It’s a good idea to pack over-the-counter medicine for allergies, colds, and pain relieving. Stomach medicine is another essential, since eating or drinking contaminated food or water can cause intestinal problems. Unlike most western countries, the water quality in China is very poor and is only safe to drink after it has been boiled. Outside of hotels, you can buy bottled water from shops and convenience stores.

ADAPTER PLUG (转换插头, ZHUǍN HUÀN CHĀ TÓU)


Some of the outlets in China are differently shaped compared to those in other countries, so you may need an electric adapter. If you are planning to bring your favorite electronics with you, make sure to do some research on whether or not the plugs are compatible. Important note: Different regions of China may use different outlets. A converter may also be necessary, as China uses 220V electricity while most North American countries use 110V. Fortunately, adapters and converters can be bought cheaply in China, and are also provided by most hotels.

SURGICAL MASK (口罩, KǑU ZHÀO)


If you walk around in a big city such as Beijing, you will notice that many people wear surgical masks out in public all the time. These masks are usually worn as a courtesy to prevent the spread of disease to others. Due to China’s dense population, the trend of wearing masks became popular as people began taking precautions to disease outbreaks such as the SARS virus, bird flu, and swine flu. Air pollution may be another reason some choose to wear the masks. The value of breathing ties back into the traditional Chinese Medicine concept of qi (气), which means both “energy” and “air”. These masks have even become a fashion trend, and you can easily find reusable fabric ones in colorful prints and patterns for sale from street vendors.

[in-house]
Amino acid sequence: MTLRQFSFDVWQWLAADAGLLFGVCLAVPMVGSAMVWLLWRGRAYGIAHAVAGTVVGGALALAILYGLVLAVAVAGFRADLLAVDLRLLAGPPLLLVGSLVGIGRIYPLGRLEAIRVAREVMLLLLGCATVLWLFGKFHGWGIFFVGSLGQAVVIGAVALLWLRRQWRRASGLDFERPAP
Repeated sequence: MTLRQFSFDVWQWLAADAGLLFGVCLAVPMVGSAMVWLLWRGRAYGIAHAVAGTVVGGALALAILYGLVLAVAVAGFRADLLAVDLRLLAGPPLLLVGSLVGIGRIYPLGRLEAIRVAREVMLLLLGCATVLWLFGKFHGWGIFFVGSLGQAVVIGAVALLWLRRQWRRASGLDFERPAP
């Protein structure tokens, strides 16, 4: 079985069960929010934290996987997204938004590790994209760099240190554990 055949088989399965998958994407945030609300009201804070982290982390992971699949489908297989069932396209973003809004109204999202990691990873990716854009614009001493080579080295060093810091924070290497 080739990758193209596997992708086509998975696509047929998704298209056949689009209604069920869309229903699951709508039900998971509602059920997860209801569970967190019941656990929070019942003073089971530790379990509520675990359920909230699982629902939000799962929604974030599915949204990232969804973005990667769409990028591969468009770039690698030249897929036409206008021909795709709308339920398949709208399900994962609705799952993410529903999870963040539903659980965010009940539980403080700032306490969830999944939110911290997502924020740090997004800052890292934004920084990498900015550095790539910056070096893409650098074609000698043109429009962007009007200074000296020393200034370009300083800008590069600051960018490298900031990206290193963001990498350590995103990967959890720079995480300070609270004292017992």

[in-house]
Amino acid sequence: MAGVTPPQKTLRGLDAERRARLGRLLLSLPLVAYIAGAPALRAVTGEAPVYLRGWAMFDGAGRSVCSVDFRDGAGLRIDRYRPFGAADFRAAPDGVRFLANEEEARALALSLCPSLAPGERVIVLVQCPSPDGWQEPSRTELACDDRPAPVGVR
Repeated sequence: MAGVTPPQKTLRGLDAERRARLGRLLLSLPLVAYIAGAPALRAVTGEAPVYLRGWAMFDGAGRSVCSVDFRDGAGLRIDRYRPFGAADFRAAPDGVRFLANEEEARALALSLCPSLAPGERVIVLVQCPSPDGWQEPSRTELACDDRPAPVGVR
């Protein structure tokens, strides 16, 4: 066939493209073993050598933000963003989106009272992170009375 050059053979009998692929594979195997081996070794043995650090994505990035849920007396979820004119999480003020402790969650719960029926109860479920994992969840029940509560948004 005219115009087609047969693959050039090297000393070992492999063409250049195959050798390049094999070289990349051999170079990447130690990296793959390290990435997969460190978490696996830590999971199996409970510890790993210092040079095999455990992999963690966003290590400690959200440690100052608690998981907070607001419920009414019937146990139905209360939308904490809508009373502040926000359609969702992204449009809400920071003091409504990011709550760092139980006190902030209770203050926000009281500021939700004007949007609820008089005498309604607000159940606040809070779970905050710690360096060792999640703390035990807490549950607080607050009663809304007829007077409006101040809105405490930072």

DEODORANT (止汗剂, ZHǏ HÀN JÌ)


It is surprisingly difficult to find deodorant in China despite the humid climate. For travelers who are accustomed to using deodorant on a regular basis, it is best to pack some for the trip. Stores in China that carry deodorant usually only have the roll-on kind, and the variety is not only limited but also expensive. The reason why there is such a lack of demand for deodorant in China is due to a genetic difference— East Asians have fewer sweat glands than people of other races.

That was our list of must-pack items if you are traveling to China! Keep in mind that you will need a Chinese Visa as well, so be sure to have that taken care of before you visit. Besides that, we wish you safe travels! If you want to learn some Mandarin Chinese before you visit, get in contact with us!

What are your must-pack items for travel? Let us know if we forgot anything!

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Judith Syau

Judith Syau

Judith Syau is a contributing writer at TutorMing. She is fully fluent in Mandarin Chinese, and has always been fascinated with exploring her Taiwanese heritage. She decided to go to University of California, Berkeley to get her degrees in Computer Science and Electrical Engineering. Her other interests include reading, sewing, and educational outreach.